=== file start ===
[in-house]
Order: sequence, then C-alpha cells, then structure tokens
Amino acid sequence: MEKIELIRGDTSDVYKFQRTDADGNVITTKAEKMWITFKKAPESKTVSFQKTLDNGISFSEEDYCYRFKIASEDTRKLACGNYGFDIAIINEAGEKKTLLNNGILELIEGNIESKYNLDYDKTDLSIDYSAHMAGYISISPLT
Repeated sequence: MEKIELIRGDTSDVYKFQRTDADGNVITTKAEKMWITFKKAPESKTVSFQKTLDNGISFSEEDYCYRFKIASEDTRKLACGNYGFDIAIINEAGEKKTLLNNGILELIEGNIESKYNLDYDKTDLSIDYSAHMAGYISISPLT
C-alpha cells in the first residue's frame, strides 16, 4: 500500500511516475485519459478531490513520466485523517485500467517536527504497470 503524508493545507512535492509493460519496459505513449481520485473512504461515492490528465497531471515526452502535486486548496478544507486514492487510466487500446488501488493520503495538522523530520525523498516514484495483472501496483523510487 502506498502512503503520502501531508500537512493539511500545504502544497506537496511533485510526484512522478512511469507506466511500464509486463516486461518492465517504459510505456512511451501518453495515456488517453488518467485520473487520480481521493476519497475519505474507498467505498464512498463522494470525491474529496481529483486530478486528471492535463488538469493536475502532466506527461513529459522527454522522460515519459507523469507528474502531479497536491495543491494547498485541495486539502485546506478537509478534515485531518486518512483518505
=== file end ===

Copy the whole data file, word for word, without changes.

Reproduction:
[in-house]
Order: sequence, then C-alpha cells, then structure tokens
Amino acid sequence: MEKIELIRGDTSDVYKFQRTDADGNVITTKAEKMWITFKKAPESKTVSFQKTLDNGISFSEEDYCYRFKIASEDTRKLACGNYGFDIAIINEAGEKKTLLNNGILELIEGNIESKYNLDYDKTDLSIDYSAHMAGYISISPLT
Repeated sequence: MEKIELIRGDTSDVYKFQRTDADGNVITTKAEKMWITFKKAPESKTVSFQKTLDNGISFSEEDYCYRFKIASEDTRKLACGNYGFDIAIINEAGEKKTLLNNGILELIEGNIESKYNLDYDKTDLSIDYSAHMAGYISISPLT
C-alpha cells in the first residue's frame, strides 16, 4: 500500500511516475485519459478531490513520466485523517485500467517536527504497470 503524508493545507512535492509493460519496459505513449481520485473512504461515492490528465497531471515526452502535486486548496478544507486514492487510466487500446488501488493520503495538522523530520525523498516514484495483472501496483523510487 502506498502512503503520502501531508500537512493539511500545504502544497506537496511533485510526484512522478512511469507506466511500464509486463516486461518492465517504459510505456512511451501518453495515456488517453488518467485520473487520480481521493476519497475519505474507498467505498464512498463522494470525491474529496481529483486530478486528471492535463488538469493536475502532466506527461513529459522527454522522460515519459507523469507528474502531479497536491495543491494547498485541495486539502485546506478537509478534515485531518486518512483518505